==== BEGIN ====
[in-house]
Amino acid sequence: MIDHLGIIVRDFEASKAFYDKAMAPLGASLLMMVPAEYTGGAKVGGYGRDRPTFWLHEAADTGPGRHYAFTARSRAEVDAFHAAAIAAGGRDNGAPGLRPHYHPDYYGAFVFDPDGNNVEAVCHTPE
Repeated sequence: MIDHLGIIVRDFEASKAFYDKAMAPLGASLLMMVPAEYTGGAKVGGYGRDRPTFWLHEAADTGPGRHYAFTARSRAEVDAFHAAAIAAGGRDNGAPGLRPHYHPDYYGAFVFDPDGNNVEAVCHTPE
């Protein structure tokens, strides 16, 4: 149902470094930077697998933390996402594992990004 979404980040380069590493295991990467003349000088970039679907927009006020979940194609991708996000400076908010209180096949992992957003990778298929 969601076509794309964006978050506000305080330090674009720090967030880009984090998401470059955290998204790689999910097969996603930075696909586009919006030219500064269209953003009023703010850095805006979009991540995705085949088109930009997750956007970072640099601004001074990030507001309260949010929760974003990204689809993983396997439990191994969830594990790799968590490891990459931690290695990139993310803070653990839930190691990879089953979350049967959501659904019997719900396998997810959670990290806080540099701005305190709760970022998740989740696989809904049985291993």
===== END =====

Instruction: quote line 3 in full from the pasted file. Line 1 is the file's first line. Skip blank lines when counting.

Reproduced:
Repeated sequence: MIDHLGIIVRDFEASKAFYDKAMAPLGASLLMMVPAEYTGGAKVGGYGRDRPTFWLHEAADTGPGRHYAFTARSRAEVDAFHAAAIAAGGRDNGAPGLRPHYHPDYYGAFVFDPDGNNVEAVCHTPE